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John Allred is a well-known singer and songwriter originally from the east coast. John lives in Utah and has a great community of music supporters here. Plus, John has toured nationally, and internationally.
Who is John Allred?
John calls himself a “blue-collar musician”. And he is a jack of all trades. When John isn’t playing gigs with his original music and cover music, he spends his time writing, performing and teaching. John also produces and writes music for other musicians as well. He says he wants to try to get multiple streams of income to survive in the modern music world.
He says there used to be a great music community. Over the years the community has dwindled in the technology age. John has learned that if you have a supportive community, then you can have a career in music. A community can support a musician by buying albums and hiring for gigs and events. Whether the format is digital or analog, the community is what makes the difference.
Down Moments Happen
Rejection is going to happen. During the lowest moments, John realized it was just a ceiling that needed to be popped. John had some incredibly difficult things happen in his music career. But those difficulties have led to some other really amazing opportunities. He recently was able to chart number 4 on iTunes’ singer-songwriter chart. And he stayed there for about a month. John also produced, wrote and recorded his very own album with no one else to help. He charted 18 on that same iTunes chart.
Who has John Played With?
John Allred has had the opportunity to share the stage with many well-known bands. He’s opened for Augustana, Ben Folds, Boyce Avenue, Collective Soul, Dashboard Confessional, Dave Barnes, Howie Day, Imagine Dragons, Jason Reeves, Jimmy Eat World, Judah & The Lion, The Maine, Matt Hires, Mat Kearney, Matt Nathanson, Parachute, Priscilla Ahn, Safetysuit, Secondhand Serenade, Taking Back Sunday, The Oh Hellos, The Rocket Summer, Third Eye Blind, and Yellowcard.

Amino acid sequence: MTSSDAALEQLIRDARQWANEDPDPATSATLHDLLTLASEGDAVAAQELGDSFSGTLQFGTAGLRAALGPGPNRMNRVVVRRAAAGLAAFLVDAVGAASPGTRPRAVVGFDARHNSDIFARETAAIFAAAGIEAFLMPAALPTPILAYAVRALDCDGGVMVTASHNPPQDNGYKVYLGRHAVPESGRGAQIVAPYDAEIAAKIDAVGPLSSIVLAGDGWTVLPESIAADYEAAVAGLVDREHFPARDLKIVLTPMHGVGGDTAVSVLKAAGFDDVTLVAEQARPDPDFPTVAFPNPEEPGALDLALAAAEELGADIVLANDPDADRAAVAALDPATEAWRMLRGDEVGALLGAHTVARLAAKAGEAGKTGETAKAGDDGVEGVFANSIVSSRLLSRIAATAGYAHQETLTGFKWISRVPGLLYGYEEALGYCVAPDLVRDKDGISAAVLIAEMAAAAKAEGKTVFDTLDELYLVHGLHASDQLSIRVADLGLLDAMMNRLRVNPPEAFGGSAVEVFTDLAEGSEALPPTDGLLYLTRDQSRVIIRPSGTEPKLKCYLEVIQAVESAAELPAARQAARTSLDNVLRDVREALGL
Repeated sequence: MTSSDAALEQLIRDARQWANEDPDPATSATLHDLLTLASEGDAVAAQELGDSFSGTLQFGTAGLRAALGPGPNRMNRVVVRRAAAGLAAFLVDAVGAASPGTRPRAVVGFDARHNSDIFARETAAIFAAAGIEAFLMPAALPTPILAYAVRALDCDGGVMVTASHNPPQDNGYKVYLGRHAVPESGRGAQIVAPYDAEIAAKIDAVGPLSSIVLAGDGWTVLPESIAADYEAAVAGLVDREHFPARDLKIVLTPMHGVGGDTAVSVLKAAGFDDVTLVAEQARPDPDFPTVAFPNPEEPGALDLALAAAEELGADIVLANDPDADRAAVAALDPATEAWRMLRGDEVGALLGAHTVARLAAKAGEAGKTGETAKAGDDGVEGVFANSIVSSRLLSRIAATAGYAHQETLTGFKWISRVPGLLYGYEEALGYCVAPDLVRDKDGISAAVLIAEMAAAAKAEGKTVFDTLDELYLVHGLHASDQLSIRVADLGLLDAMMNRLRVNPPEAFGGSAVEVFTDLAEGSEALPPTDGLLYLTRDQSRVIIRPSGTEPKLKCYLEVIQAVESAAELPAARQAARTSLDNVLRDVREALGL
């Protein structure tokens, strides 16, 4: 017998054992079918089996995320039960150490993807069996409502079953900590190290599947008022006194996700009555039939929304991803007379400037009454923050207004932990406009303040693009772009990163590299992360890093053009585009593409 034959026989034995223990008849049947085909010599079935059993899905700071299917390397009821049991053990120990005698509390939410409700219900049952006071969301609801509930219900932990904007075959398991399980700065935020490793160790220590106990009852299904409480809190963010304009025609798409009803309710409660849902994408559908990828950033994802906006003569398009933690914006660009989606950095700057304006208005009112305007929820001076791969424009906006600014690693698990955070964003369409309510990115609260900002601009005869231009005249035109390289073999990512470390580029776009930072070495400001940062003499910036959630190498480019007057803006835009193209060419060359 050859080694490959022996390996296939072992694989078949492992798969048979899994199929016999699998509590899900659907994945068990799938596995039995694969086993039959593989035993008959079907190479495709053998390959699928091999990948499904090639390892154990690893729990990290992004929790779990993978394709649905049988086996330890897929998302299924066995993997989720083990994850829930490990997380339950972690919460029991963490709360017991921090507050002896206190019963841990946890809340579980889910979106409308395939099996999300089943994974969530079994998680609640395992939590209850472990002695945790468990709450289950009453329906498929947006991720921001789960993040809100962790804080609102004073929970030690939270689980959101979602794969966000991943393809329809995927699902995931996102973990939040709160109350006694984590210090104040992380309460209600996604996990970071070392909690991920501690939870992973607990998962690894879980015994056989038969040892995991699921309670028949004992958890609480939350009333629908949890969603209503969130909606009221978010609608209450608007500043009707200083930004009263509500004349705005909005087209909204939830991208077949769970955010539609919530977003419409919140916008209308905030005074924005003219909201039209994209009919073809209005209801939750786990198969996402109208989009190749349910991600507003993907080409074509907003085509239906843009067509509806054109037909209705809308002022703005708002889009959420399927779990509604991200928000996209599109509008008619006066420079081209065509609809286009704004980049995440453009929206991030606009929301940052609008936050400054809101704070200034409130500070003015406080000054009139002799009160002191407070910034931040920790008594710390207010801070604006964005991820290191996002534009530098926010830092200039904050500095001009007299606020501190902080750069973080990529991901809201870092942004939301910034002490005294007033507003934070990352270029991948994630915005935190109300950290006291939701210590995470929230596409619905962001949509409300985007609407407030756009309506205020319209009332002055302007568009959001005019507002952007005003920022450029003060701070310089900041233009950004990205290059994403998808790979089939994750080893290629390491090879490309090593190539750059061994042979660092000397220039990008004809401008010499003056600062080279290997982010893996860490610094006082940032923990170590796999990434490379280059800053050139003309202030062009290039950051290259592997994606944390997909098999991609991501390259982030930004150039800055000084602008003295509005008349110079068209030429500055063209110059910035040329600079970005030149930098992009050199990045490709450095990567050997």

Don’t Think of Yourself as a Brand
Wanna make your own career in music? Here’s John Allred’s advice. First, John points out that musicians focusing on the numbers of people at concerts, or the numbers of records the musician has sold isn’t the way to go. He says to focus on trying to build your community one person at a time. It may be slow, but he says it’s effective. Next, be yourself as an artist. The music industry is very different from ages past. But that also means that developing yourself as a musician and a performer is more important than trying to get a record label.
These days a record label is fairly unnecessary if you have a community that can support you in what you do. Finally, you can’t be afraid of the digital realm as well. Social media seems to be here to stay, and digital sales are common these days. Coming up with your own ways to navigate that can help build your community, without having to focus on analytics or numbers.